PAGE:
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28 little known facts about WWI
Most of us are fairly well versed on many of the facts of Word War I with great battles such as the Somme and Battle of Passchendaele but there are some that are so quirky that they have failed entirely to make the schoolbooks. Here are some little known facts about World War I that might just come as a surprise to you.
1. Tanks had genders
At the beginning of the war, tanks were grouped according to their 'gender'. The male tanks had cannons attached while the females carried machine guns. The prototype tank was named Little Willie.
2. Women's skin turned yellow
WWI saw many women join the working forces. Those who worked with TNT saw their skin turn yellow as a result, as they suffered from toxic jaundice.
3. Explosions in France were heard in London
A team of miners worked in secret to dig tunnels under the trenches during the war in order to plant and detonate mines there. The detonations destroyed much of the German front line and were so great, the prime minister then heard the sound in London, 140 miles away.
4. 'Liberty sausage', 'liberty cabbage' and 'liberty dogs' were born
In America, suspicion of the Germans was so high that even German shepherd dogs were killed. The names of frankfurters, hamburgers, sauerkraut and dachshunds were all changed to American names, German stopped being taught in schools and German-language books were banned. Before the war, it had been the second most widely spoken language in the US.
5. WWI saw pioneering advances in modern medicine
Inspired by the sight of soldiers' faces ravaged by shrapnel, many of which remained covered by masks, Harold Gillies established the field of plastic surgery, pioneering the first attempts of facial reconstruction. As well as this, blood transfusions became routine to save soldiers, with the first blood bank established on the front line in 1917.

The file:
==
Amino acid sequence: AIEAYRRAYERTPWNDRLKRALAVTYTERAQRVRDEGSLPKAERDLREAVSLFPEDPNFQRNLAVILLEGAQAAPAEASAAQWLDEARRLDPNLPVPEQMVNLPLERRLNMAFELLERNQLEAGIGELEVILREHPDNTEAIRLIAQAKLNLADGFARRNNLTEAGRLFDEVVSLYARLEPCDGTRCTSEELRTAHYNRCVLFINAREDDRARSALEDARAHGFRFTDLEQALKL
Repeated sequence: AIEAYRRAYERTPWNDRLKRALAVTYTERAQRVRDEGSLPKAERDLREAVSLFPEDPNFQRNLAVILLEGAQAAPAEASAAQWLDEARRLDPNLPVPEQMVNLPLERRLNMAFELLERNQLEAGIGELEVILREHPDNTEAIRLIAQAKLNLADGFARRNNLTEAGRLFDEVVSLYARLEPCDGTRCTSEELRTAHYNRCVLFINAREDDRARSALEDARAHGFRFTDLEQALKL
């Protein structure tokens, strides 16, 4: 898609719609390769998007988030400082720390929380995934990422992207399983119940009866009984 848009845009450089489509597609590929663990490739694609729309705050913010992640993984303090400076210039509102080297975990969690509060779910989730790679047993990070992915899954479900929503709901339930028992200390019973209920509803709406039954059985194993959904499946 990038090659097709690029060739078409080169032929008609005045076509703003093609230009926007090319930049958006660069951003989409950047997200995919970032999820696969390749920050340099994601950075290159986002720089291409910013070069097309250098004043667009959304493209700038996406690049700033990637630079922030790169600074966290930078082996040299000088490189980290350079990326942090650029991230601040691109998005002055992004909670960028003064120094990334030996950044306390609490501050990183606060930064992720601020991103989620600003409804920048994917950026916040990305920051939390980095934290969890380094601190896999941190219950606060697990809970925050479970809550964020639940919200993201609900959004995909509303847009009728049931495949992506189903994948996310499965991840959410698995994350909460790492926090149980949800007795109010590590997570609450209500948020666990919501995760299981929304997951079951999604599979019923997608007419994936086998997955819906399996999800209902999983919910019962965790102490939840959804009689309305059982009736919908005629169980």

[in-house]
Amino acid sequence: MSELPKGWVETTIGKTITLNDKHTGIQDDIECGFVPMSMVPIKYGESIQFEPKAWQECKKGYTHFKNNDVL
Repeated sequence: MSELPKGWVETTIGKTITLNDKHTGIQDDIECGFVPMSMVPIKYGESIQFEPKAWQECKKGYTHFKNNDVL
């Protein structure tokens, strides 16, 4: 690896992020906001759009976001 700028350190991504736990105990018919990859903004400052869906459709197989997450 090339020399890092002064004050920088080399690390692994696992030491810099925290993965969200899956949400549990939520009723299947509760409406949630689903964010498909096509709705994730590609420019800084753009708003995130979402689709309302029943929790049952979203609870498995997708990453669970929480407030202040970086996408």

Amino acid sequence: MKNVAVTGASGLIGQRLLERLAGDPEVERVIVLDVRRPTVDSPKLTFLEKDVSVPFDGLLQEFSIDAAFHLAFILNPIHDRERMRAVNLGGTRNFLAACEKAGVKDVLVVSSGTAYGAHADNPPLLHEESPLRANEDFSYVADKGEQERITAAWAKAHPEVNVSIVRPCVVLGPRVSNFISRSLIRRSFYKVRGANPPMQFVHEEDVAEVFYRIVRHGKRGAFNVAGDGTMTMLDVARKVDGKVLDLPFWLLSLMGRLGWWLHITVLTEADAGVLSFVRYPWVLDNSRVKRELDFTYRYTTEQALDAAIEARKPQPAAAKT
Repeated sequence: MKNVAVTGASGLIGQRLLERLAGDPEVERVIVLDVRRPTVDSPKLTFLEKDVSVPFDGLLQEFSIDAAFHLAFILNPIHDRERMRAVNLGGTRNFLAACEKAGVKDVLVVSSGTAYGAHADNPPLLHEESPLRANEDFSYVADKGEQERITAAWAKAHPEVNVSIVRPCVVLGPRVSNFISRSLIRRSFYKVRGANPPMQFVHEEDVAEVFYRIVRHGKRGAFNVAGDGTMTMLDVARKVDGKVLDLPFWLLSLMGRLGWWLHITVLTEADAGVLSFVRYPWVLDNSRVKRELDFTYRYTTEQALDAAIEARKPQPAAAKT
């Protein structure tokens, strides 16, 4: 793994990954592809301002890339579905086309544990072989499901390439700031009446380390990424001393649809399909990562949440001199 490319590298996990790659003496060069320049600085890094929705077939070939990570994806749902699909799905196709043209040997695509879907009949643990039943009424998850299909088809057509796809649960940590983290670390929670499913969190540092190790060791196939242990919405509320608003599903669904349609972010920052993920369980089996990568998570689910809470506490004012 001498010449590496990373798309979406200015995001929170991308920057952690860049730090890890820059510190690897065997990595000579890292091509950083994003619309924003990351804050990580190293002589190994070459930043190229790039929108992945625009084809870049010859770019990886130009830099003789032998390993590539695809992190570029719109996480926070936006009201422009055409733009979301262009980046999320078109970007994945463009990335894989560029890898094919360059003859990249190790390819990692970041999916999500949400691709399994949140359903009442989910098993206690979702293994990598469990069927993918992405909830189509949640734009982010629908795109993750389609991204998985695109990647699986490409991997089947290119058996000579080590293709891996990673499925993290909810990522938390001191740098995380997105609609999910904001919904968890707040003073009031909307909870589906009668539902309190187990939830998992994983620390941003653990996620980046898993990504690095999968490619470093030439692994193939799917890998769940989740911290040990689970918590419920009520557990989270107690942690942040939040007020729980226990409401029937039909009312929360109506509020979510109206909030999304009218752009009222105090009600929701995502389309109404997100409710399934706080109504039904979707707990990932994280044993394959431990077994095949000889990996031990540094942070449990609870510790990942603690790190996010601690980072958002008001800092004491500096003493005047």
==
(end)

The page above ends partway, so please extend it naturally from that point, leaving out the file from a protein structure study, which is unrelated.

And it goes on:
6. Dr. Doolittle was created
The Dr. Doolittle stories were born of Hugh Lofting's aversion to writing his children about the true horrors of the war and trench life. Instead, more creative letters were sent.
7. Franz Ferdinand's licence plate was the cause of a strange coincidence
Archduke Franz Ferdinand and his wife were assassinated on June 28th 1914, an event which led to the beginning of the war. Strangely, the Archduke's number plate read: A 111 118, a series that can be read as, Armistice 11 November '18.
8. Both Native Americans and African Americans served during the war
Despite the fact that they weren't granted citizenship in America until 1924, nearly 13,000 Native Americans fought during the war.
Over 200,000 African Americans also served, but only 11% in combat and this in segregated divisions.
9. The youngest authenticated combatant to serve was only 12
Many young men faked their age in order to sign up early. The youngest to do so was Sidney Lewis, who was only 12 years old at the time.
10. Woodrow Wilson ran his campaign for a second presidential term with an anti-war slogan
"He kept us out of war" was the slogan Woodrow Wilson adopted when he ran for his second term in office. However, he immediately reneged on this concept when he was sworn in, declaring war on Germany only around a month later.
11. A plaque for the dead
Britain issued a large bronze memorial plaque to the next-of-kin of every soldier killed during the war or who died of their wounds afterwards. The resemblance to an old-fashioned penny earned the plaque the rather macabre nickname ‘Dead Man’s Penny’. 1.35 million were issued in total.
12. French rations were very French
While everyone else had to make do with water and a tiny daily ration of rum, French troops were issued with 0.25 litres of wine a day. By the end of the war, this had been upped to 0.75 litres a day.
13. The salad bowls
At the start of the war, British soldiers were not equipped with helmets. Following a catastrophic number of head injuries, the iconic ‘Brodie helmet’ was introduced in 1915. The Germans nicknamed these new helmets ‘salad bowls’ due to their unique shape.
14. The indestructible pigeon